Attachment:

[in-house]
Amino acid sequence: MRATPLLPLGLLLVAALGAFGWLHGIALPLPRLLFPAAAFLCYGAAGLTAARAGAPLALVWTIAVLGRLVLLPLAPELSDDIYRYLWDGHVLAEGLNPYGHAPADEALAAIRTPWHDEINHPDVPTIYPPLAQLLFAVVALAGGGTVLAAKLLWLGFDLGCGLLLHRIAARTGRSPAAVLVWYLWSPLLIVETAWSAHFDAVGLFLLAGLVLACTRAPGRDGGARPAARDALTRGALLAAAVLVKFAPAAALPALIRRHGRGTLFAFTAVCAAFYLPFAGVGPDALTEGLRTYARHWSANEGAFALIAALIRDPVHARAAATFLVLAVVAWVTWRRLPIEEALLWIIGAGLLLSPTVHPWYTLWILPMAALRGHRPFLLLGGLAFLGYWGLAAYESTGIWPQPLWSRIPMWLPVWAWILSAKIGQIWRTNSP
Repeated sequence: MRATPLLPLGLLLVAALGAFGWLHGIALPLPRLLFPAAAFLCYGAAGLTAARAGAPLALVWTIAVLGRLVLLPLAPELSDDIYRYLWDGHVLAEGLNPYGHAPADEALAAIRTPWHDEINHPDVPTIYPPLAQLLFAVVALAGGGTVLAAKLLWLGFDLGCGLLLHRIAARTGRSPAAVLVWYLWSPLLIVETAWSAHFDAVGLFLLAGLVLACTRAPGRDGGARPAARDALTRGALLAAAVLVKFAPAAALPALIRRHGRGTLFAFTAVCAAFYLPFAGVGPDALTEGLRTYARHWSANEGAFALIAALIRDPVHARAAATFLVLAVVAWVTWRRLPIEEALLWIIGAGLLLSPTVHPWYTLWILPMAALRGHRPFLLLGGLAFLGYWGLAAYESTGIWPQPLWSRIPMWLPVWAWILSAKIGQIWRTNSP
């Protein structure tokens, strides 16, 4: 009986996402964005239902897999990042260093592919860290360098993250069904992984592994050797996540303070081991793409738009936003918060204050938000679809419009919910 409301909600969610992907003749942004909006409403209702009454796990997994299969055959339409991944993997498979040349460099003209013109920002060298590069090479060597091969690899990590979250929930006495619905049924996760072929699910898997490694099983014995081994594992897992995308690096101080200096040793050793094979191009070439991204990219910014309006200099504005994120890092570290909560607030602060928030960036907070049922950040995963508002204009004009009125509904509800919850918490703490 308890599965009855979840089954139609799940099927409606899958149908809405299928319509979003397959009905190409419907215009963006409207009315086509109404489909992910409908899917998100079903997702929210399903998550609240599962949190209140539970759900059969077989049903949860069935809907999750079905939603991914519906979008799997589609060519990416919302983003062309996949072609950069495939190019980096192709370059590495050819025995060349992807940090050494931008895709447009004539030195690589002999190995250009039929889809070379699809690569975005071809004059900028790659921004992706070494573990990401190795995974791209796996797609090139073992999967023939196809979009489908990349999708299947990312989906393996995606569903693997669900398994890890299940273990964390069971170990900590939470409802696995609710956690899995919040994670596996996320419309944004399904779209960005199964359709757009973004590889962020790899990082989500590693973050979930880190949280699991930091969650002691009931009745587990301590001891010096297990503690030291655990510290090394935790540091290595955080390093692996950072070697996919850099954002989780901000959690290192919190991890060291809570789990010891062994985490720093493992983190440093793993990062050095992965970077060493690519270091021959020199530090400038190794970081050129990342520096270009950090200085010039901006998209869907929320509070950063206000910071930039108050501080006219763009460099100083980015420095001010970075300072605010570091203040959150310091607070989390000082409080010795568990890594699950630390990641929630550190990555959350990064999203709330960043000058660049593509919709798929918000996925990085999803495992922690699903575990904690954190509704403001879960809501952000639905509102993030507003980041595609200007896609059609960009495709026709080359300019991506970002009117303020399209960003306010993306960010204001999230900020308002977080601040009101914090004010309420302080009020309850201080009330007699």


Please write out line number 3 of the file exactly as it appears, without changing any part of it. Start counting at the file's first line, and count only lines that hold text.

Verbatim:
Repeated sequence: MRATPLLPLGLLLVAALGAFGWLHGIALPLPRLLFPAAAFLCYGAAGLTAARAGAPLALVWTIAVLGRLVLLPLAPELSDDIYRYLWDGHVLAEGLNPYGHAPADEALAAIRTPWHDEINHPDVPTIYPPLAQLLFAVVALAGGGTVLAAKLLWLGFDLGCGLLLHRIAARTGRSPAAVLVWYLWSPLLIVETAWSAHFDAVGLFLLAGLVLACTRAPGRDGGARPAARDALTRGALLAAAVLVKFAPAAALPALIRRHGRGTLFAFTAVCAAFYLPFAGVGPDALTEGLRTYARHWSANEGAFALIAALIRDPVHARAAATFLVLAVVAWVTWRRLPIEEALLWIIGAGLLLSPTVHPWYTLWILPMAALRGHRPFLLLGGLAFLGYWGLAAYESTGIWPQPLWSRIPMWLPVWAWILSAKIGQIWRTNSP